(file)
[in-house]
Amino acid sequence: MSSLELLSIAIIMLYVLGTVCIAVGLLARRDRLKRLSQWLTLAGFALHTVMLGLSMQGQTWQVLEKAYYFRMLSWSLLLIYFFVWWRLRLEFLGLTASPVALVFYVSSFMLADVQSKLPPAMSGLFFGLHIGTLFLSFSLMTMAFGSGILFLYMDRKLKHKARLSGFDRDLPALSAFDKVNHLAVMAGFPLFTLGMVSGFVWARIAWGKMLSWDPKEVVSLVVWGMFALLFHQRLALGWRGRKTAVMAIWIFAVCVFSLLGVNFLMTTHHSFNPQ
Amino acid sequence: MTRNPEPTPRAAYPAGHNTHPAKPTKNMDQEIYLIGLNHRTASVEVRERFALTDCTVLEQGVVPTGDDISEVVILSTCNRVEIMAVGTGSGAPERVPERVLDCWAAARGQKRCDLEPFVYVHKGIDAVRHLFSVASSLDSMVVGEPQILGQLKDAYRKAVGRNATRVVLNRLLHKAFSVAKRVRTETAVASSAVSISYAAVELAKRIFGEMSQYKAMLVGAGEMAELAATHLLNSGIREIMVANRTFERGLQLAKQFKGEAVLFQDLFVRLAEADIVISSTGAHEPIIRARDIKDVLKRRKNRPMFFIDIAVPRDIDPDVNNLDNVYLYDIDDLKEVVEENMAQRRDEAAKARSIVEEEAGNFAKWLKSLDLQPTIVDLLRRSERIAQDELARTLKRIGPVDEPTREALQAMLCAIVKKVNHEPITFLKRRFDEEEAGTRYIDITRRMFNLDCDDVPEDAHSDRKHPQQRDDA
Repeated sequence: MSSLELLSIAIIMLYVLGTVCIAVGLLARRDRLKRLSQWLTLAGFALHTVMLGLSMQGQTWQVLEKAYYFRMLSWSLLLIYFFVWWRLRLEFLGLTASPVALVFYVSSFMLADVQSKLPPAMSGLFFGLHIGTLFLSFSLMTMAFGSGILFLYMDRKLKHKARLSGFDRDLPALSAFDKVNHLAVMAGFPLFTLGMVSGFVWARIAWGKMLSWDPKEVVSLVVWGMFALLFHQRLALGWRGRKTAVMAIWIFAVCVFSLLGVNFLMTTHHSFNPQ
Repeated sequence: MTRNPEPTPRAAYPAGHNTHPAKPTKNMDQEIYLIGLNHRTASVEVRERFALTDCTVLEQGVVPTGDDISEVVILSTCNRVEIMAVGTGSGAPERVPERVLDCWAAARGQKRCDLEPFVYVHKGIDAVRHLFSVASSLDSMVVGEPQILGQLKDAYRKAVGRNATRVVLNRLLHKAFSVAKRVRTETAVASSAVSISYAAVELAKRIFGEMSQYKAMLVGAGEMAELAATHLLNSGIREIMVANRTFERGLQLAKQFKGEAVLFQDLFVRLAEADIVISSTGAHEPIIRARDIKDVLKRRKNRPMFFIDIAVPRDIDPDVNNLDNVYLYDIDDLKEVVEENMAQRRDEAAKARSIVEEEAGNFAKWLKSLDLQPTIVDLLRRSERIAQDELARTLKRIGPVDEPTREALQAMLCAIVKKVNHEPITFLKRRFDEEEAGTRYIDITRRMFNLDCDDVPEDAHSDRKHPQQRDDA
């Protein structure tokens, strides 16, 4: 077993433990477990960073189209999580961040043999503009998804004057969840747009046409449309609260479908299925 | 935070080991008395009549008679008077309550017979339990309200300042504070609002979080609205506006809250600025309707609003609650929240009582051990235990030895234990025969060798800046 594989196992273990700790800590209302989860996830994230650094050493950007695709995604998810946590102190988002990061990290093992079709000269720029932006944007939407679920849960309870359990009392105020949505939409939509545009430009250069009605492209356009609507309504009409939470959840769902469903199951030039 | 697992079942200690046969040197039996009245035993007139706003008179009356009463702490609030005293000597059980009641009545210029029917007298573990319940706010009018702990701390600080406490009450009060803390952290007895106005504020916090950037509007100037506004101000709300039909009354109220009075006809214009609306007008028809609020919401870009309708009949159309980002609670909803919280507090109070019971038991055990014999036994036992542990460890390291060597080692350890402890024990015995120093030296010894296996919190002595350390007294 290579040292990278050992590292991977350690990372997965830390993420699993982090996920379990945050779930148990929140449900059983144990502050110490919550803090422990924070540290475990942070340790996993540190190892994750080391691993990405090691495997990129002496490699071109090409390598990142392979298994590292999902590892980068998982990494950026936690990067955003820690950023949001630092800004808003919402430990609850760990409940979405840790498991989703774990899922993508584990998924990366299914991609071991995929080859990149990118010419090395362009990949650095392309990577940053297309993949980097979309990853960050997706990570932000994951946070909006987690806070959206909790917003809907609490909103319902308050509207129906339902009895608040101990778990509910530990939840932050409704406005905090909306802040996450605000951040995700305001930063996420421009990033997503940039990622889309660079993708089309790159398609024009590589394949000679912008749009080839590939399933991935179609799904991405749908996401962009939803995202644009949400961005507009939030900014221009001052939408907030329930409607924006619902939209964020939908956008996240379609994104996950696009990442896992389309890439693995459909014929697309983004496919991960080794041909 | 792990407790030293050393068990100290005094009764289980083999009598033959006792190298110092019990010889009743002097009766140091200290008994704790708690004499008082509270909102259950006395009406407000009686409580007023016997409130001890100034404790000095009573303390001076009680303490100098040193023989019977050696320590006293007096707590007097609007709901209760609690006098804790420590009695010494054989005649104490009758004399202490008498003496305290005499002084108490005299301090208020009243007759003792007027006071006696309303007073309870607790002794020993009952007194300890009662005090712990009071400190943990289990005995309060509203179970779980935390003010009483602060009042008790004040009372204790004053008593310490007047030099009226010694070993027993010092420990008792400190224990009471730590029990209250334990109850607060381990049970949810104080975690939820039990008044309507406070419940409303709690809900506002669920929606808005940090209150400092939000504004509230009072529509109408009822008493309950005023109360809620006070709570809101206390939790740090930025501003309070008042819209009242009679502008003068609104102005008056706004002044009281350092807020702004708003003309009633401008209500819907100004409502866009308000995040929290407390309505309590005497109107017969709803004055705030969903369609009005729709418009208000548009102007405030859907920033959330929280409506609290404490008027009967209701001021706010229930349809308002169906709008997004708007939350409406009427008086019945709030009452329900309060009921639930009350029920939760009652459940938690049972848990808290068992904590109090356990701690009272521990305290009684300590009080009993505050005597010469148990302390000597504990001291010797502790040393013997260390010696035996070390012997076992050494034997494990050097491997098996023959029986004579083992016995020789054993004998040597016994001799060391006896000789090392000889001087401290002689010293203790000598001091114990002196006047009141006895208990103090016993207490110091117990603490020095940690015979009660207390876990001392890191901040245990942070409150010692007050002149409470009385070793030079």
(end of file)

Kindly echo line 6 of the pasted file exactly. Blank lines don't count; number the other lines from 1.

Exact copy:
């Protein structure tokens, strides 16, 4: 077993433990477990960073189209999580961040043999503009998804004057969840747009046409449309609260479908299925 | 935070080991008395009549008679008077309550017979339990309200300042504070609002979080609205506006809250600025309707609003609650929240009582051990235990030895234990025969060798800046 594989196992273990700790800590209302989860996830994230650094050493950007695709995604998810946590102190988002990061990290093992079709000269720029932006944007939407679920849960309870359990009392105020949505939409939509545009430009250069009605492209356009609507309504009409939470959840769902469903199951030039 | 697992079942200690046969040197039996009245035993007139706003008179009356009463702490609030005293000597059980009641009545210029029917007298573990319940706010009018702990701390600080406490009450009060803390952290007895106005504020916090950037509007100037506004101000709300039909009354109220009075006809214009609306007008028809609020919401870009309708009949159309980002609670909803919280507090109070019971038991055990014999036994036992542990460890390291060597080692350890402890024990015995120093030296010894296996919190002595350390007294 290579040292990278050992590292991977350690990372997965830390993420699993982090996920379990945050779930148990929140449900059983144990502050110490919550803090422990924070540290475990942070340790996993540190190892994750080391691993990405090691495997990129002496490699071109090409390598990142392979298994590292999902590892980068998982990494950026936690990067955003820690950023949001630092800004808003919402430990609850760990409940979405840790498991989703774990899922993508584990998924990366299914991609071991995929080859990149990118010419090395362009990949650095392309990577940053297309993949980097979309990853960050997706990570932000994951946070909006987690806070959206909790917003809907609490909103319902308050509207129906339902009895608040101990778990509910530990939840932050409704406005905090909306802040996450605000951040995700305001930063996420421009990033997503940039990622889309660079993708089309790159398609024009590589394949000679912008749009080839590939399933991935179609799904991405749908996401962009939803995202644009949400961005507009939030900014221009001052939408907030329930409607924006619902939209964020939908956008996240379609994104996950696009990442896992389309890439693995459909014929697309983004496919991960080794041909 | 792990407790030293050393068990100290005094009764289980083999009598033959006792190298110092019990010889009743002097009766140091200290008994704790708690004499008082509270909102259950006395009406407000009686409580007023016997409130001890100034404790000095009573303390001076009680303490100098040193023989019977050696320590006293007096707590007097609007709901209760609690006098804790420590009695010494054989005649104490009758004399202490008498003496305290005499002084108490005299301090208020009243007759003792007027006071006696309303007073309870607790002794020993009952007194300890009662005090712990009071400190943990289990005995309060509203179970779980935390003010009483602060009042008790004040009372204790004053008593310490007047030099009226010694070993027993010092420990008792400190224990009471730590029990209250334990109850607060381990049970949810104080975690939820039990008044309507406070419940409303709690809900506002669920929606808005940090209150400092939000504004509230009072529509109408009822008493309950005023109360809620006070709570809101206390939790740090930025501003309070008042819209009242009679502008003068609104102005008056706004002044009281350092807020702004708003003309009633401008209500819907100004409502866009308000995040929290407390309505309590005497109107017969709803004055705030969903369609009005729709418009208000548009102007405030859907920033959330929280409506609290404490008027009967209701001021706010229930349809308002169906709008997004708007939350409406009427008086019945709030009452329900309060009921639930009350029920939760009652459940938690049972848990808290068992904590109090356990701690009272521990305290009684300590009080009993505050005597010469148990302390000597504990001291010797502790040393013997260390010696035996070390012997076992050494034997494990050097491997098996023959029986004579083992016995020789054993004998040597016994001799060391006896000789090392000889001087401290002689010293203790000598001091114990002196006047009141006895208990103090016993207490110091117990603490020095940690015979009660207390876990001392890191901040245990942070409150010692007050002149409470009385070793030079």